The Labour Party in Blackpool: Blunkett seeks new way forward on health service

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Indy Politics
A SIGNIFICANT rethink of Labour's health policy was signalled yesterday by David Blunkett as he told the conference that 'a new agenda for change' was needed.

The party's health spokesman promised continuing campaigns 'against trust status and GP fundholding'. But he indicated that Labour had to find a better alternative to the Conservative changes in the National Health Service. Simply going back to the past was not an option. 'There has got to be an alternative that is better,' he said.

He indicated sympathy, not necessarily for the Conservatives' purchaser-provider split between health authorities and hospitals, but for some form of divide. 'There are parts of health provision that are aided by a split between direct management and overall responsibility for health strategy.' But strong antipathy to GP fundholding remains, as Mr Blunkett believes it is destroying coherent planning. 'I believe the Government is going to have to re-invent some form of co-ordinating body for GP fundholders.'

Mr Blunkett said trusts needed a relationship with their local community. He told the conference that NHS trusts 'don't want to be accountable locally and the Government doesn't want them to be. But the trusts now don't want to be accountable to the Secretary of State either. Who the hell do they think they are accountable to?'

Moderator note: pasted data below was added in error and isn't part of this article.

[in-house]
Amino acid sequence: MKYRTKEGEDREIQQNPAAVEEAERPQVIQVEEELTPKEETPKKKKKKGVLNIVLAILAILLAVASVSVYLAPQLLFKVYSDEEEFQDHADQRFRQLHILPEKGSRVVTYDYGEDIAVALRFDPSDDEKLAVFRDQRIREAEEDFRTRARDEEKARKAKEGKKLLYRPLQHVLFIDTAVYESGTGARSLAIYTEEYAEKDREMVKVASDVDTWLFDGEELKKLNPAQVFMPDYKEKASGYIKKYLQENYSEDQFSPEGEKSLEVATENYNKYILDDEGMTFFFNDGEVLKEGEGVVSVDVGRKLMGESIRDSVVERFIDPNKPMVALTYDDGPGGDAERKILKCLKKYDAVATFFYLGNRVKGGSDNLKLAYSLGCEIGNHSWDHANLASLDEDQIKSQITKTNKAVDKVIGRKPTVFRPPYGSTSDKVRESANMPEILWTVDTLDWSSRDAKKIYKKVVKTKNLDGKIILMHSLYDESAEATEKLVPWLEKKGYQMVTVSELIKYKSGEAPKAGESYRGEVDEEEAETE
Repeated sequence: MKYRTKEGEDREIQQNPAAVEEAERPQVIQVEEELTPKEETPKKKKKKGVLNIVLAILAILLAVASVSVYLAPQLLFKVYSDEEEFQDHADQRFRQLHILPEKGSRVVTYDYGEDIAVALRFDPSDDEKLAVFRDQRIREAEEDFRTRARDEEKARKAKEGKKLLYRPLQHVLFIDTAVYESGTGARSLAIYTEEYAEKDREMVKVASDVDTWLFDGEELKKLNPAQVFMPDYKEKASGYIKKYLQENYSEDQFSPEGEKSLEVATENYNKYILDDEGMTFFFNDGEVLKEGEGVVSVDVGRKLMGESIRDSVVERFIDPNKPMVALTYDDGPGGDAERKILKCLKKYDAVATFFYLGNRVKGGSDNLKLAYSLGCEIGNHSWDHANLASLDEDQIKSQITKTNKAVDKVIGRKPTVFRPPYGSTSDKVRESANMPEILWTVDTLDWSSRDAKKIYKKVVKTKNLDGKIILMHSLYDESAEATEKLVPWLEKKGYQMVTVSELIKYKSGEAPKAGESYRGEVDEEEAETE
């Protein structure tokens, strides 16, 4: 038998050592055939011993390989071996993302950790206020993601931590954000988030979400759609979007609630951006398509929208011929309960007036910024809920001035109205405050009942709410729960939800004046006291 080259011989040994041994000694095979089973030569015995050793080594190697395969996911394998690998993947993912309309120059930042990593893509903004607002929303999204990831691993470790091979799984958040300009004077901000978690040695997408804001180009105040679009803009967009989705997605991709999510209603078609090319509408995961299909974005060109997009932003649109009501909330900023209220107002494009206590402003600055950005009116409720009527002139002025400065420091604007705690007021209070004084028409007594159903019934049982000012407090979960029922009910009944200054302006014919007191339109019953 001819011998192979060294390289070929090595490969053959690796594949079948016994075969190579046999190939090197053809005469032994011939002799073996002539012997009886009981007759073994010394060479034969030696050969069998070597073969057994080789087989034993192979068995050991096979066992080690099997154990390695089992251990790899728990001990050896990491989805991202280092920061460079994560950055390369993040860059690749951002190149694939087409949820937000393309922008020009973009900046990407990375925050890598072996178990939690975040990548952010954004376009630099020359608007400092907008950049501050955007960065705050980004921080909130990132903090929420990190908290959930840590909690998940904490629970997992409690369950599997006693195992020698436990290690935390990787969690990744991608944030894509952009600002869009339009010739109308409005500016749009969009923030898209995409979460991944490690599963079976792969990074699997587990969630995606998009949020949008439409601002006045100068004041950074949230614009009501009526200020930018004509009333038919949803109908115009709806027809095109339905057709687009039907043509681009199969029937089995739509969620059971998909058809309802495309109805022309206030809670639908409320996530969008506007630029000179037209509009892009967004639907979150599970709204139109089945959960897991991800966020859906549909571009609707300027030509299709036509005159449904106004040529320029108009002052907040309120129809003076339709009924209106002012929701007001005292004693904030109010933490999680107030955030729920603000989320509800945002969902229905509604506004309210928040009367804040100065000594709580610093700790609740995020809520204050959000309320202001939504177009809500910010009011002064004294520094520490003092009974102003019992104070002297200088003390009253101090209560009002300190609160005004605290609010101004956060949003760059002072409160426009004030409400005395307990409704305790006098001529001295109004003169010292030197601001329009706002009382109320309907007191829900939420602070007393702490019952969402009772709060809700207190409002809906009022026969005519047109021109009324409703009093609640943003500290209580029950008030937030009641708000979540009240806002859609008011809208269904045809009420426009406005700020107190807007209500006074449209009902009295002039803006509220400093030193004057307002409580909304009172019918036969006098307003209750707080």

Delegates bitterly attacked the pounds 80,000 and pounds 90,000 salaries being earned by NHS executives, when wards were closing, nurses being made redundant and operations cancelled.

And they also listed cases where NHS 'whistle-blowers' had been fired or suspended. Derek Fatchett, MP for Leeds Central, referring to Dr Chris Chapman, the Leeds scientist fired after making allegations about fraud, said: 'In John Major's Britain you can be sacked for telling the truth.'

Rhodri Morgan, MP for Cardiff West, said the Cardiff Royal Infirmary had been told in August that its target was 50 artifical knee operations this year when it had already performed 78. 'In the remaining eight months of the financial year they are expected to do minus 28 operations . . . Whatever happened to money following the patient?'

Mr Blunkett, warning of cuts to come in the current spending round, told the conference that nothing better illustrated the difference between Labour and the Tories than the health service. 'Where there should be care, we have competition,' he said.